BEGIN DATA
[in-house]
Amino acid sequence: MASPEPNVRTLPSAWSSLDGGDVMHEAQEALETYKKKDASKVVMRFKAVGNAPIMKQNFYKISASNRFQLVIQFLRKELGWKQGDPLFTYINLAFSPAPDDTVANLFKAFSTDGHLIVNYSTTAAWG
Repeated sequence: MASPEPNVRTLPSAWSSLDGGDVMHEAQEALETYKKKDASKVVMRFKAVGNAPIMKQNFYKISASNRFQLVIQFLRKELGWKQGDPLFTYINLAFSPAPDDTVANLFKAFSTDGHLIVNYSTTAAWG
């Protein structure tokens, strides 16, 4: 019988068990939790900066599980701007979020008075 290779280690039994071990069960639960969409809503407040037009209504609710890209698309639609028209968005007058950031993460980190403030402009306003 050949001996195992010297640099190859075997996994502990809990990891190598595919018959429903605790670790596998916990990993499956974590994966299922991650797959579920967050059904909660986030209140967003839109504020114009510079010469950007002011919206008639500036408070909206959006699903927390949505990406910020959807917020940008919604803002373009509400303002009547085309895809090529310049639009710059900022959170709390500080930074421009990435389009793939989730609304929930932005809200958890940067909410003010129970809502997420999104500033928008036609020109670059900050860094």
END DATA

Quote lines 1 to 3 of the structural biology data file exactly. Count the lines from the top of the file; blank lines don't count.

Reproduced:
[in-house]
Amino acid sequence: MASPEPNVRTLPSAWSSLDGGDVMHEAQEALETYKKKDASKVVMRFKAVGNAPIMKQNFYKISASNRFQLVIQFLRKELGWKQGDPLFTYINLAFSPAPDDTVANLFKAFSTDGHLIVNYSTTAAWG
Repeated sequence: MASPEPNVRTLPSAWSSLDGGDVMHEAQEALETYKKKDASKVVMRFKAVGNAPIMKQNFYKISASNRFQLVIQFLRKELGWKQGDPLFTYINLAFSPAPDDTVANLFKAFSTDGHLIVNYSTTAAWG